Just put this one together a couple of days ago. It is about two feet long, but less than eight inches from top to bottom, leaving out the length of the chain. The largest wood triangles are about four inches long/wide. So, even though it has some large pieces, this mobile can fit into a relatively small space with low ceilings. It throws some interesting shadows too.
In terms of size, this is my most ambitious project to date. The three large triangular pieces are about 6-8 inches in diameter and altogether, it is between four and five feet wide. It’s also fairly heavy–perhaps ten pounds give or take–so I’m a bit surprised that it doesn’t pull the hook off of the ceiling, which is only held by adhesive. It may come crashing down some day, but hopefully I will be able to find a home for it before that happens. The paint is acrylic.
This mobile is made out of wood dowels and disks painted with acrylics. The disks are 2-4 inches in diameter; width is around 18 inches; and height is perhaps 30 inches.
It has a very different look from the previous one posted and is quite different from most mobiles one sees. Does it work? That is a subjective question, of course. What I like about it are the bright, contrasty colors, all of which stand out against the black bars that form the backbone of the piece. In addition, all of the bars and their attached disks can rotate freely in a full 360 degree circle. This tends not to be the case among most mobiles, because one bar or layer is joined to the next with a metal link or direct attachment that restricts rotation to around 90 degrees–sometimes a bit more–and tends to push the different layers to line up one on top of the other.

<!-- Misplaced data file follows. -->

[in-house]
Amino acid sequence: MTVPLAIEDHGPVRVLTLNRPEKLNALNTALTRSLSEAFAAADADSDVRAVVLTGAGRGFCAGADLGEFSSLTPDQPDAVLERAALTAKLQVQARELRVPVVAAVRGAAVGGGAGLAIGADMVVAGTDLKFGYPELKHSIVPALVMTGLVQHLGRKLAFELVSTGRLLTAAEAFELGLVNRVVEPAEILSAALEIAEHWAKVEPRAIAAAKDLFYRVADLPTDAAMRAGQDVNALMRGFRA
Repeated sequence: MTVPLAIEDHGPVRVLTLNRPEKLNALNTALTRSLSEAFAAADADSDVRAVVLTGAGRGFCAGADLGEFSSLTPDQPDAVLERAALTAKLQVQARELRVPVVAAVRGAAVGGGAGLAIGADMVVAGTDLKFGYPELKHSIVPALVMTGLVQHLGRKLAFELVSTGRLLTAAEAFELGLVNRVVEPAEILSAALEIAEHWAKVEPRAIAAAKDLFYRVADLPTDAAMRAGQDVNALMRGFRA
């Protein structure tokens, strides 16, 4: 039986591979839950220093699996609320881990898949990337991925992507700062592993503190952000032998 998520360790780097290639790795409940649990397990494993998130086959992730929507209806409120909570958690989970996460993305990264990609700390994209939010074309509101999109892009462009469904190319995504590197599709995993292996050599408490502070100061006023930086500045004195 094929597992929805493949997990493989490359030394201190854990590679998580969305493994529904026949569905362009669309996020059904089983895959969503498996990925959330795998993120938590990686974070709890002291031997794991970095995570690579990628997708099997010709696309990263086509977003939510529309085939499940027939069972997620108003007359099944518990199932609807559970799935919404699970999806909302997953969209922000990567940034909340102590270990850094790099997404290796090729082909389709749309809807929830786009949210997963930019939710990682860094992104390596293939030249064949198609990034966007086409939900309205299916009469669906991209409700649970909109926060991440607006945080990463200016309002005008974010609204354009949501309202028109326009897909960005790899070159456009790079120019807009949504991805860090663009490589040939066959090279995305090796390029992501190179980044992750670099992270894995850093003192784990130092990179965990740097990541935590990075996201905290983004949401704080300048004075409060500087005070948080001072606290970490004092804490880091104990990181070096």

This mobile, on the other hand, joins one layer to the next with nylon line, which allows for complete freedom of motion with respect to the bar and disk above and below. The effect, then, if there is air circulation in the room, is to see all layers (bar plus colored disk) rotating separately, creating a constantly changing pattern and an infinite set of geometric relationships.